Oil demand should outpace supply in the second half of this year but excess inventories will persist well into 2018, dealing a blow to global crude producers enacting output cuts to bring down stubbornly high stockpiles.
The forecast from the International Energy Agency comes as higher than expected demand growth next year is met by even stronger output from the US and other producers outside of the Opec cartel.
In its monthly oil market report, which include forecasts for next year, the Paris-based energy agency said: “[The] outlook for 2018 makes sobering reading for those producers looking to restrain supply.”
Opec and Russia have this year joined forces to cut output and reduce an oil market surplus that is keeping pressure on prices. Producers agreed in May to extend production cuts for a further nine months as US shale production accelerates and countries exempt from the curbs pump more.
The IEA expects global demand growth will increase by 1.4m b/d next year- from 1.3m b/d in 2017 – as China and India take total consumption to a record 99.3m b/d.
The RBI has trained its guns on a dozen bank accounts that are awash with bad loans for action under insolvency rules that could lead to the liquidation of the companies.
An internal committee of the Reserve Bank of India (RBI) has identified the 12 accounts that would be considered for resolution under Insolvency and Bankruptcy Code (IBC).
These accounts account for around 25 per cent of the gross non-performing assets (NPAs) of the banking system. Bad loans in the banking system are estimated at over Rs 8 lakh crore, meaning the NPAs in the 12 accounts are at over Rs 2 lakh crore.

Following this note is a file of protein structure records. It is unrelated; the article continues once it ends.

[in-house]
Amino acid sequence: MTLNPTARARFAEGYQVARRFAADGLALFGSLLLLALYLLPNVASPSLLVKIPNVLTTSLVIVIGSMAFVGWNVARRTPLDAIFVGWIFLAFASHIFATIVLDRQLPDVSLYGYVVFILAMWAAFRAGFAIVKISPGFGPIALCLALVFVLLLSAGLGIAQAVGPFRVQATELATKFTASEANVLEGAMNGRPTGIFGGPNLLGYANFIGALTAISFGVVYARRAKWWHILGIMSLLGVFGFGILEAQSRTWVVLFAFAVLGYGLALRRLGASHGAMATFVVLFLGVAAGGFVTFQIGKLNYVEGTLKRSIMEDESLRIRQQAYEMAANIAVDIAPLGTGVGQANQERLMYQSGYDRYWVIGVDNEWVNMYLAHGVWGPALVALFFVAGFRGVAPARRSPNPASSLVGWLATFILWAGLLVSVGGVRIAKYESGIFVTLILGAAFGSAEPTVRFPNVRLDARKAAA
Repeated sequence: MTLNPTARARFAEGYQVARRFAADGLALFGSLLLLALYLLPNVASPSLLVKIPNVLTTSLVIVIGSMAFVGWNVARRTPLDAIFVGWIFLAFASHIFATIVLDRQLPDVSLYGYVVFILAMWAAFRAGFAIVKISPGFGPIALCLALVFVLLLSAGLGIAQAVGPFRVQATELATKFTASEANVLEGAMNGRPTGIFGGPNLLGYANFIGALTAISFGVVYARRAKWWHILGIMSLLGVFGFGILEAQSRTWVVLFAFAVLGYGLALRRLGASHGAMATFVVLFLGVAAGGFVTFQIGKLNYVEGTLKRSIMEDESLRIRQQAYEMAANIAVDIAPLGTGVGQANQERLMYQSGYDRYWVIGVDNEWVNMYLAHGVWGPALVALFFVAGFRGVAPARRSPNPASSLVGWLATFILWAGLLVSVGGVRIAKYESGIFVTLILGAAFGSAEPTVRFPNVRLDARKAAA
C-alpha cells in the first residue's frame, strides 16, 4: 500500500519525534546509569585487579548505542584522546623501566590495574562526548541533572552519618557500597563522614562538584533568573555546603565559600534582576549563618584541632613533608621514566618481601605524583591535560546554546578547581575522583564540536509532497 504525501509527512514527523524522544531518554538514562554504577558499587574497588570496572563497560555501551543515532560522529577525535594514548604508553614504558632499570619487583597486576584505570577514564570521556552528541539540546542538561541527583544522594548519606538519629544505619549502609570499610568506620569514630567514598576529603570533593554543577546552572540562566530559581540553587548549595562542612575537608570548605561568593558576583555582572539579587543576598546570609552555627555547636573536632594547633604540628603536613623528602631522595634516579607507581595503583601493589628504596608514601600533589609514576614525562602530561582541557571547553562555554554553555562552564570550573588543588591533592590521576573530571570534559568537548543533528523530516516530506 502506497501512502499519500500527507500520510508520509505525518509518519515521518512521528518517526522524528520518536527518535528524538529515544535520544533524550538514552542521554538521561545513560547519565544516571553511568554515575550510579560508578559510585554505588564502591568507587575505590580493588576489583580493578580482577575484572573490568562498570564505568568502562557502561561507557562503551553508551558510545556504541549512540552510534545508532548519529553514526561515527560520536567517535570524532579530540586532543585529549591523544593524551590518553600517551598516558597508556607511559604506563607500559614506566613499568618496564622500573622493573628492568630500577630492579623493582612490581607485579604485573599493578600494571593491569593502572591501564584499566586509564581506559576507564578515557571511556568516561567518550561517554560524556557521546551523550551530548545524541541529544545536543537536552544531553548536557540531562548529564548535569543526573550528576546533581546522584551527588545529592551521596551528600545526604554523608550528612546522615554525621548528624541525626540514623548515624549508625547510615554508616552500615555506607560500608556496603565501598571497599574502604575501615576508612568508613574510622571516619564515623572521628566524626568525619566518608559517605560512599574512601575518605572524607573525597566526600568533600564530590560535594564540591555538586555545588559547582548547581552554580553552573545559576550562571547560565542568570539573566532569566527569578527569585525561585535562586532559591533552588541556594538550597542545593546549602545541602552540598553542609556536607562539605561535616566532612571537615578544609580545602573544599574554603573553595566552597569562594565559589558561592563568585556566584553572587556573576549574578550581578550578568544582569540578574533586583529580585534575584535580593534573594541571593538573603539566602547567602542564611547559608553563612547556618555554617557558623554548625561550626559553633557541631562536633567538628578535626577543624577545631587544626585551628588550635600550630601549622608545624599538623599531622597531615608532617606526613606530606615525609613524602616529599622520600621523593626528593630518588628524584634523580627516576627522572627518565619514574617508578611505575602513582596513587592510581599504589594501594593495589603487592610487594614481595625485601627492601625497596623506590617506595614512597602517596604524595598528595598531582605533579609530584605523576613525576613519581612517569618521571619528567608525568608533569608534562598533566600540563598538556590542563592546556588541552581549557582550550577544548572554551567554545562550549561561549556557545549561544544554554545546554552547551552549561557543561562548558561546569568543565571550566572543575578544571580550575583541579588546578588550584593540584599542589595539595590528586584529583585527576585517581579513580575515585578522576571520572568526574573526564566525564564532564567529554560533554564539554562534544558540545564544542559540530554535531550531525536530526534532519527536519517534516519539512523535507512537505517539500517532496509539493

The RBI had constituted an Internal Advisory Committee (IAC) comprising independent members of its board to advise it on cases that may come under the insolvency code.
This was part of an action plan of the central bank against bad loans under Banking Regulation (Amendment) Ordinance, 2017.
According to the ordinance, the RBI can issue directions to banks to initiate insolvency proceedings against defaulters.
The S&P index and Dow are both closing at record highs. The Nasdaq still has some ways to go but it too had a solid gain.
The S&P is closing up 10.96 points to 2440.35 (0.45% gain). The high reached 2441.49. The low traded down to 2431.28. The close took out the prior high close at 2439.07.
The Dow is closing at 21328.47, up 92.80 points (up 0.44%) . That is a record close for that index.
The Nasdaq was up 0.73% or 44.90 points to 6220.371. The close is still below the record level of 6321.76 (so it remains 101 points away). The index is also still below the 50% of the move down from the June 9th high (at 6226.18) AND the 100 hour MA at 6231. A move above those technical levels is still needed to push the price higher.
Saudi Arabia has introduced a new tax on cigarettes and energy drinks that has led to a 100-percent price hike, as the kingdom continues to struggle with sunken oil prices.
The newly introduced tax has cranked up prices on cigarettes and energy drinks across Saudi Arabia, according to various media reports. Prices for carbonated drinks have been increased by 50 percent as well.
The introduction of what has been dubbed a “sin tax” is officially meant to discourage consumption of harmful products that are likely to cause health problems, and will eventually increase medical expenses that are paid in part by the government, according to the official website of the country’s General Authority of Zakat and Tax (GAZT).
“We’ve communicated with the business sector and have set up many workshops to introduce the selective tax both at the GAZT and the Chamber of Commerce,” GAZT spokesperson told Arab News.
Under the new regulations, a pack of cigarettes costs between $4 and $6. Days before the introduction of the tax, smokers tried to buy up as many packs as they could, while shops did all they could to hide the merchandise from customers until after the new regulations came into effect.
As for energy drinks, they are now being sold with a warning, written both in Arabic and English, that reads, “This product does not have any health benefits. Consuming more than two cans a day may negatively affect your health.”